Am I not allowed to do what I choose with what belongs to me? Or are you envious because I am generous?' So the last will be first, and the first will be last." (Matthew 20:16)
Many years ago now, when I was an intern chaplain in a New York City hospital as part of my seminary training, I experienced what it meant to be a useful object for another person. A Jewish woman, obviously very frustrated with the medical bureaucracy, grabbed me by my arm. Looking carefully at me in my clerical “training collar” (it had a black stripe on it to denote I was not yet ordained—an arcane detail to all but the most acute viewer), she said: “Are you a rabbi?” I said: “No; I’m a seminarian intern for the summer at the hospital.” With a harrumph of exasperation and shaking her head, she said “you’ll do,” and tugged me down the hall with her. When we arrived at the medical records desk, she lambasted the clerk there, demanding the x-rays be given her this time. Looking at me and then the clerk, she said: “The rabbi says, you’ve got to give them to me!” The clerk relented and dug up the x-rays. The woman looked triumphant. I was released from my brief stint at an Episcopal Rabbi. I had been useful to her, but that was all over; our association was now at an end.
Today’s Scripture lessons in part revolve around the issue of objectivity and subjectivity. I mean this in a very specific way. When we treat a person objectively, I mean to say that we treat them as an object in a greater game, as part of a bigger project. The person, reduced to an object, doesn’t consist of feelings, a personal history, or unique characteristics: they are simply an object to be dealt with. Like the lady at the hospital, we often are tempted to use people as tools towards what we think of as an important end. This is very much Jonah’s case in the lesson from the Old Testament.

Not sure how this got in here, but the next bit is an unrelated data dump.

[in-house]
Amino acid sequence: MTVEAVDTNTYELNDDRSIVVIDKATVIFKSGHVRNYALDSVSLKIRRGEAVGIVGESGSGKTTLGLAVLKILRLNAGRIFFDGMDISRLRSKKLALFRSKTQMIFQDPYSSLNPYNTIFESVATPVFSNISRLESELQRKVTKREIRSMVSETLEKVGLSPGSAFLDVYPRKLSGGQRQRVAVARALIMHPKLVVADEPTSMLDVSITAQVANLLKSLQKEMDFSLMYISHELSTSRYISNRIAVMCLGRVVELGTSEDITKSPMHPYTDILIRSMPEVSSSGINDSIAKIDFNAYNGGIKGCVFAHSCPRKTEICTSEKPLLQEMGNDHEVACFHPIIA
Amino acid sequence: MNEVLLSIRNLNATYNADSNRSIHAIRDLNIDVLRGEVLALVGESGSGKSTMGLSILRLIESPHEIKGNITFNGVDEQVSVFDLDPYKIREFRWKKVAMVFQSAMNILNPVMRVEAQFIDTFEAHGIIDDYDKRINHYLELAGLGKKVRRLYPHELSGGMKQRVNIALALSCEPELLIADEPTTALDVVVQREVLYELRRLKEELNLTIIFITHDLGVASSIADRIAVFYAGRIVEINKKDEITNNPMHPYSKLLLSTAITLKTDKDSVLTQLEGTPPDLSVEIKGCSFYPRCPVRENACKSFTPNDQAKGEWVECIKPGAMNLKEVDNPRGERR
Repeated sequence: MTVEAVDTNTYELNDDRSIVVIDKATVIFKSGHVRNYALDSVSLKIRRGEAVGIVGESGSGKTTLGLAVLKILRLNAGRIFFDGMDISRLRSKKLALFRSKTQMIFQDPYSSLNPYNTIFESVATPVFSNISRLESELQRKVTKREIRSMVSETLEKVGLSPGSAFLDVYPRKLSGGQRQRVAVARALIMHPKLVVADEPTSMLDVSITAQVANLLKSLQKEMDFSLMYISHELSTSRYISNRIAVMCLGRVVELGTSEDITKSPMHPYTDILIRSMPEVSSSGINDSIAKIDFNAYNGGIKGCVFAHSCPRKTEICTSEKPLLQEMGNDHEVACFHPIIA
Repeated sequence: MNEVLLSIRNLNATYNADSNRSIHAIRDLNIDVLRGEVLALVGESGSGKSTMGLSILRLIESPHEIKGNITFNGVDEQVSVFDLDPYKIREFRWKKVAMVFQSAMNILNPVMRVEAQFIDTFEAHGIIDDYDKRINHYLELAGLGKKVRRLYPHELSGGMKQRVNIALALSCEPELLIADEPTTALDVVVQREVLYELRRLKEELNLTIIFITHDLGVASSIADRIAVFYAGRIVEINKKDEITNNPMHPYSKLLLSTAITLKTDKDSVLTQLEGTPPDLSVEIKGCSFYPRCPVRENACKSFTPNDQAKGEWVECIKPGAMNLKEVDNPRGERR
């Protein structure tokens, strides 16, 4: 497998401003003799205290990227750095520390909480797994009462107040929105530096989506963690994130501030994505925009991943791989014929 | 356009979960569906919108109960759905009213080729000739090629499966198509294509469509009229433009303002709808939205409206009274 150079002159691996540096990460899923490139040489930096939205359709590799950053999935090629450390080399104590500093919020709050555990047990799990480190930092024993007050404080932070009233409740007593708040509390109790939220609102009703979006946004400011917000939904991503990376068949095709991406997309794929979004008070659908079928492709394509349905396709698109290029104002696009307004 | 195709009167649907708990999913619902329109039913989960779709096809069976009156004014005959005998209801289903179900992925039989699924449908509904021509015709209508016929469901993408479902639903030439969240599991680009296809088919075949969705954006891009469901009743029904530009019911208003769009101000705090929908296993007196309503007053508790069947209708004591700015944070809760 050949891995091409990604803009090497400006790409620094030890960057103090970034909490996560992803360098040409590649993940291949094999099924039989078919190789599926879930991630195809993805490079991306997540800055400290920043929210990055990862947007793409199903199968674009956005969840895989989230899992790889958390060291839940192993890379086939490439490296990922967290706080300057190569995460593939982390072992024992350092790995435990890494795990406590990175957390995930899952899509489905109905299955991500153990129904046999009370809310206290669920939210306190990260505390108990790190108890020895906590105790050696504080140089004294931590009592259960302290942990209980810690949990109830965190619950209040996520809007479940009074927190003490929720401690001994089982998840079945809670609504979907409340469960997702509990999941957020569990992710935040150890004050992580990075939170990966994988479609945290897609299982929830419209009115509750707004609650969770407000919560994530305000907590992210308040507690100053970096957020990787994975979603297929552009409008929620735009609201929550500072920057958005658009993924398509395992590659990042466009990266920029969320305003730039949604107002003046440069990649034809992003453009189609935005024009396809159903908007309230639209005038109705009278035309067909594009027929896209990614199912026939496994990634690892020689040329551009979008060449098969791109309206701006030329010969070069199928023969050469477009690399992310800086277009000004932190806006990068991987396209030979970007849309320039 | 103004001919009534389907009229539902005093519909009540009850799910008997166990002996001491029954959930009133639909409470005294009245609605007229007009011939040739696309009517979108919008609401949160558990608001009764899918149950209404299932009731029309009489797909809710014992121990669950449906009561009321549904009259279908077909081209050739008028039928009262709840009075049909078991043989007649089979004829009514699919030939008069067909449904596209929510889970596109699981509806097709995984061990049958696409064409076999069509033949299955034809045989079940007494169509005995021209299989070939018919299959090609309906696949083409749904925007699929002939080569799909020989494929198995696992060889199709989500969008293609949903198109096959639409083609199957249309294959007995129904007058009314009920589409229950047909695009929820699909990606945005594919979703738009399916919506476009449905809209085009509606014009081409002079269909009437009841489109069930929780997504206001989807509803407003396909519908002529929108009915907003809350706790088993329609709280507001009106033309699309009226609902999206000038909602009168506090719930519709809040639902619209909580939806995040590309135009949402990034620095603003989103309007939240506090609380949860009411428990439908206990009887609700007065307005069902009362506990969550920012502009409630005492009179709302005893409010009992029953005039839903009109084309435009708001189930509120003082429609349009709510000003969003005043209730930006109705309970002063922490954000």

Jonah was called to be a prophet announcing God’s judgment to the people of Nineveh. Much to Jonah’s surprise—and chagrin—the people of this wicked Gentile city repent (going so far as to make their animals join in the repentance with them!). Jonah is shown in the lesson as being far from pleased. His complete lack of interest in the Ninevites as subjects of God’s will for salvation transformed them into mere objects. When they repented and God forgave them, Jonah is embittered, to the point of wanting to die. He transforms the miracle of human repentance into a selfish rant. God’s closing words in this book expose the bankruptcy of treating humans as mere objects: “And should I not be concerned about Nineveh, that great city, in which there are more than a hundred and twenty thousand persons who do not know their right hand from their left, and also many animals?" God, it turns out, is in the salvation business. He does not objectify his creatures, and neither must we.
St. Paul, writing to the Philippians, reverses Jonah’s attitude. Though Paul would prefer to dwell with Christ in the next life, he knows that the people God has called him to serve matter; they are not merely objects, medals for him to wear on his Apostolic Dress Uniform. He sees them as precious subjects of God’s work of salvation—a work that is ongoing and requires Paul’s undivided attention in service, support, and prayer. Thus, he focuses on his spiritual children, putting off contemplating the next life and instead encouraging the Christian community at Philippi in their newborn faith.
But, how do we get to such an attitude in life? How do we, in the language of the Collect, move from “things that are passing away” to “those that shall endure?” The answer is found in the Gospel.